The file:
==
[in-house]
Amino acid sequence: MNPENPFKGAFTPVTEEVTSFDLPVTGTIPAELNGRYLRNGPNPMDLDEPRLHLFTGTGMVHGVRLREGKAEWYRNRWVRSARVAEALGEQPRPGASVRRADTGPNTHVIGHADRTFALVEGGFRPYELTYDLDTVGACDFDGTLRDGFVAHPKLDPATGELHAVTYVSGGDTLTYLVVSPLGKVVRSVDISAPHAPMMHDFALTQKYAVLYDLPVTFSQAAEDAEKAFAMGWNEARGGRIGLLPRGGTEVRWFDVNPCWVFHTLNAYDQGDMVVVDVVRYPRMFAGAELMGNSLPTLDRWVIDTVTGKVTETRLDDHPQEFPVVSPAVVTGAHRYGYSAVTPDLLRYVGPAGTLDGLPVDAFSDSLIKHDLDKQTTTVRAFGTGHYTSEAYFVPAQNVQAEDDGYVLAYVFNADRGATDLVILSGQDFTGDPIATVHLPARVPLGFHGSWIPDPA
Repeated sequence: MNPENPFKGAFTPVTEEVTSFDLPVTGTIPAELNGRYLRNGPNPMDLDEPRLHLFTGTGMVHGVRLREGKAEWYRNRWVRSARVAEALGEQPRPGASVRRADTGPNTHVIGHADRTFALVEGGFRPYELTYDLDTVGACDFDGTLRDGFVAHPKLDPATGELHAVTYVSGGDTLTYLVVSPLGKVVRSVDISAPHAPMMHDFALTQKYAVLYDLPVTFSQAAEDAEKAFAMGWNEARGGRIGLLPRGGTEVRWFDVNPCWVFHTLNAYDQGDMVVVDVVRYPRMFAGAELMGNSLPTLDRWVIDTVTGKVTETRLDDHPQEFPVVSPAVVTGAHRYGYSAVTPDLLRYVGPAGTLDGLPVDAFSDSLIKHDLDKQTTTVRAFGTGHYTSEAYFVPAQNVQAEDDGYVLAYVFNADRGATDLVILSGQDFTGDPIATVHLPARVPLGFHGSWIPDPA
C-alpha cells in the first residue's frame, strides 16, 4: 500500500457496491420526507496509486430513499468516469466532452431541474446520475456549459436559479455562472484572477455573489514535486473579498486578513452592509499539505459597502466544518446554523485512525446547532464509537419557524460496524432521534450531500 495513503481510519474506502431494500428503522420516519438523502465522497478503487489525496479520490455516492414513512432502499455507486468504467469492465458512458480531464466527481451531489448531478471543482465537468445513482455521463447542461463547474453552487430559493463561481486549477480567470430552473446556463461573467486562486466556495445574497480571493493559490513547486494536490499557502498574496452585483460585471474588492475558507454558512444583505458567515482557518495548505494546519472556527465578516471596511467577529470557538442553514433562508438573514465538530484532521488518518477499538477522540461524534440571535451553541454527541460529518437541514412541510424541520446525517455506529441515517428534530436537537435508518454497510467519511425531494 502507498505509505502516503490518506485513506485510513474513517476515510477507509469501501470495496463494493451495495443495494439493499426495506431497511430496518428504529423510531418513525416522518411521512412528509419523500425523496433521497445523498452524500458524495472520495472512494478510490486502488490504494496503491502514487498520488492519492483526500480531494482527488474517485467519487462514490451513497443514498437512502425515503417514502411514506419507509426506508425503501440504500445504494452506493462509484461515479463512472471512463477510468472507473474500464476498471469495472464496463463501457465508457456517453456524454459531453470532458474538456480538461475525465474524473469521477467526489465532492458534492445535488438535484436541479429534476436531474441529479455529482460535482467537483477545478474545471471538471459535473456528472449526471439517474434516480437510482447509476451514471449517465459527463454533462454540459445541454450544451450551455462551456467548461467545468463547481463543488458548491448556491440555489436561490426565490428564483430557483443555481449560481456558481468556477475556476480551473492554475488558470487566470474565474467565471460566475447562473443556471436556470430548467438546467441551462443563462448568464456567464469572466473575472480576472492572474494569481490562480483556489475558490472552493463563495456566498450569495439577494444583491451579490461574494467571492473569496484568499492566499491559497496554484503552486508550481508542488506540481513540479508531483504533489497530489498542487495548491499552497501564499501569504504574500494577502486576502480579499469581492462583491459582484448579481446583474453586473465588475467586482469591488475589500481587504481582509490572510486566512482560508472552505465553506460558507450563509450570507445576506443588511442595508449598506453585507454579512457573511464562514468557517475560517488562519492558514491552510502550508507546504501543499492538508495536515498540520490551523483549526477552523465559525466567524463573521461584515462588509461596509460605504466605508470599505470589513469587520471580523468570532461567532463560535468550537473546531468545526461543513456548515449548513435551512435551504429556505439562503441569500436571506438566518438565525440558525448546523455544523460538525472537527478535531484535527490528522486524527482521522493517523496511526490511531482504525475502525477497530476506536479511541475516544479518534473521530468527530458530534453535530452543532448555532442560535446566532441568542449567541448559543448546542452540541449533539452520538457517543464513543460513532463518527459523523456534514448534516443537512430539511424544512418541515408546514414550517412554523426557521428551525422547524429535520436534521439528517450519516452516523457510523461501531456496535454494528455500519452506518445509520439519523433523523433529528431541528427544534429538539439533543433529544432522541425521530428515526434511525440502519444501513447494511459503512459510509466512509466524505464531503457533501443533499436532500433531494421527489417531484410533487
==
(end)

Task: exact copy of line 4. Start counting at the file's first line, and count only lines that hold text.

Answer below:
C-alpha cells in the first residue's frame, strides 16, 4: 500500500457496491420526507496509486430513499468516469466532452431541474446520475456549459436559479455562472484572477455573489514535486473579498486578513452592509499539505459597502466544518446554523485512525446547532464509537419557524460496524432521534450531500 495513503481510519474506502431494500428503522420516519438523502465522497478503487489525496479520490455516492414513512432502499455507486468504467469492465458512458480531464466527481451531489448531478471543482465537468445513482455521463447542461463547474453552487430559493463561481486549477480567470430552473446556463461573467486562486466556495445574497480571493493559490513547486494536490499557502498574496452585483460585471474588492475558507454558512444583505458567515482557518495548505494546519472556527465578516471596511467577529470557538442553514433562508438573514465538530484532521488518518477499538477522540461524534440571535451553541454527541460529518437541514412541510424541520446525517455506529441515517428534530436537537435508518454497510467519511425531494 502507498505509505502516503490518506485513506485510513474513517476515510477507509469501501470495496463494493451495495443495494439493499426495506431497511430496518428504529423510531418513525416522518411521512412528509419523500425523496433521497445523498452524500458524495472520495472512494478510490486502488490504494496503491502514487498520488492519492483526500480531494482527488474517485467519487462514490451513497443514498437512502425515503417514502411514506419507509426506508425503501440504500445504494452506493462509484461515479463512472471512463477510468472507473474500464476498471469495472464496463463501457465508457456517453456524454459531453470532458474538456480538461475525465474524473469521477467526489465532492458534492445535488438535484436541479429534476436531474441529479455529482460535482467537483477545478474545471471538471459535473456528472449526471439517474434516480437510482447509476451514471449517465459527463454533462454540459445541454450544451450551455462551456467548461467545468463547481463543488458548491448556491440555489436561490426565490428564483430557483443555481449560481456558481468556477475556476480551473492554475488558470487566470474565474467565471460566475447562473443556471436556470430548467438546467441551462443563462448568464456567464469572466473575472480576472492572474494569481490562480483556489475558490472552493463563495456566498450569495439577494444583491451579490461574494467571492473569496484568499492566499491559497496554484503552486508550481508542488506540481513540479508531483504533489497530489498542487495548491499552497501564499501569504504574500494577502486576502480579499469581492462583491459582484448579481446583474453586473465588475467586482469591488475589500481587504481582509490572510486566512482560508472552505465553506460558507450563509450570507445576506443588511442595508449598506453585507454579512457573511464562514468557517475560517488562519492558514491552510502550508507546504501543499492538508495536515498540520490551523483549526477552523465559525466567524463573521461584515462588509461596509460605504466605508470599505470589513469587520471580523468570532461567532463560535468550537473546531468545526461543513456548515449548513435551512435551504429556505439562503441569500436571506438566518438565525440558525448546523455544523460538525472537527478535531484535527490528522486524527482521522493517523496511526490511531482504525475502525477497530476506536479511541475516544479518534473521530468527530458530534453535530452543532448555532442560535446566532441568542449567541448559543448546542452540541449533539452520538457517543464513543460513532463518527459523523456534514448534516443537512430539511424544512418541515408546514414550517412554523426557521428551525422547524429535520436534521439528517450519516452516523457510523461501531456496535454494528455500519452506518445509520439519523433523523433529528431541528427544534429538539439533543433529544432522541425521530428515526434511525440502519444501513447494511459503512459510509466512509466524505464531503457533501443533499436532500433531494421527489417531484410533487